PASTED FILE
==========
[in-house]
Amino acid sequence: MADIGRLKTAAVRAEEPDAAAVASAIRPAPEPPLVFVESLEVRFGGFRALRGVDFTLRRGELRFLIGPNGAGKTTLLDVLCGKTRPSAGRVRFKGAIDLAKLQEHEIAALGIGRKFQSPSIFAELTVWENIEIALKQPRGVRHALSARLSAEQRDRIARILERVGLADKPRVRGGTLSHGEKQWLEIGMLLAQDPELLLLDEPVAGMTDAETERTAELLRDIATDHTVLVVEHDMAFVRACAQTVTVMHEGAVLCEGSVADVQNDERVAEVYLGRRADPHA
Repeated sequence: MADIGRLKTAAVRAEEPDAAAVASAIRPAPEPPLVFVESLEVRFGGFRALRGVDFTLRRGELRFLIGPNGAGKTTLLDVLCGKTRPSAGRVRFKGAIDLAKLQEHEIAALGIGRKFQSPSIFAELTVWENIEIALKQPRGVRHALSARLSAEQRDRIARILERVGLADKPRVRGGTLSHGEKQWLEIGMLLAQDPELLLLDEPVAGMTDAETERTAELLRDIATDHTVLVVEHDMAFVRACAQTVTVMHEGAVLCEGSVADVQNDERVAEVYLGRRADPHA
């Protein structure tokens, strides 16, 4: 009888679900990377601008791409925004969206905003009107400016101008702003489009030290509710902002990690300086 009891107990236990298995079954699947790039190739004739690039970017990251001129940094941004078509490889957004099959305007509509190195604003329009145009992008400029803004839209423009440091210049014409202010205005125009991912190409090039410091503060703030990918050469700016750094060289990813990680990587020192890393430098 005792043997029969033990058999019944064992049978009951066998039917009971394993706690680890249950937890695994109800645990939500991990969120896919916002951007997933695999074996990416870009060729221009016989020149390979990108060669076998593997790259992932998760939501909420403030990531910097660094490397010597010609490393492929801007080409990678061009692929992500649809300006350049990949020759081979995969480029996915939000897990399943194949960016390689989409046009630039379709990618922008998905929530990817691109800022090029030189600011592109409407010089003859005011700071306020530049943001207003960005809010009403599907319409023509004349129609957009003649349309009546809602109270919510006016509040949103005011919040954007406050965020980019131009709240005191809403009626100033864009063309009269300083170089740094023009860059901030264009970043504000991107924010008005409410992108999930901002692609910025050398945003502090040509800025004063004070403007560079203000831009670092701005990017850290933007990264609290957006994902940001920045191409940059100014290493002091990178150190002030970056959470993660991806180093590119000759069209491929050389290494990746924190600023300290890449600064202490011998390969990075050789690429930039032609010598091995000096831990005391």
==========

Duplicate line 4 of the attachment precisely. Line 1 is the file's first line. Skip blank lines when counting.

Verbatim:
């Protein structure tokens, strides 16, 4: 009888679900990377601008791409925004969206905003009107400016101008702003489009030290509710902002990690300086 009891107990236990298995079954699947790039190739004739690039970017990251001129940094941004078509490889957004099959305007509509190195604003329009145009992008400029803004839209423009440091210049014409202010205005125009991912190409090039410091503060703030990918050469700016750094060289990813990680990587020192890393430098 005792043997029969033990058999019944064992049978009951066998039917009971394993706690680890249950937890695994109800645990939500991990969120896919916002951007997933695999074996990416870009060729221009016989020149390979990108060669076998593997790259992932998760939501909420403030990531910097660094490397010597010609490393492929801007080409990678061009692929992500649809300006350049990949020759081979995969480029996915939000897990399943194949960016390689989409046009630039379709990618922008998905929530990817691109800022090029030189600011592109409407010089003859005011700071306020530049943001207003960005809010009403599907319409023509004349129609957009003649349309009546809602109270919510006016509040949103005011919040954007406050965020980019131009709240005191809403009626100033864009063309009269300083170089740094023009860059901030264009970043504000991107924010008005409410992108999930901002692609910025050398945003502090040509800025004063004070403007560079203000831009670092701005990017850290933007990264609290957006994902940001920045191409940059100014290493002091990178150190002030970056959470993660991806180093590119000759069209491929050389290494990746924190600023300290890449600064202490011998390969990075050789690429930039032609010598091995000096831990005391």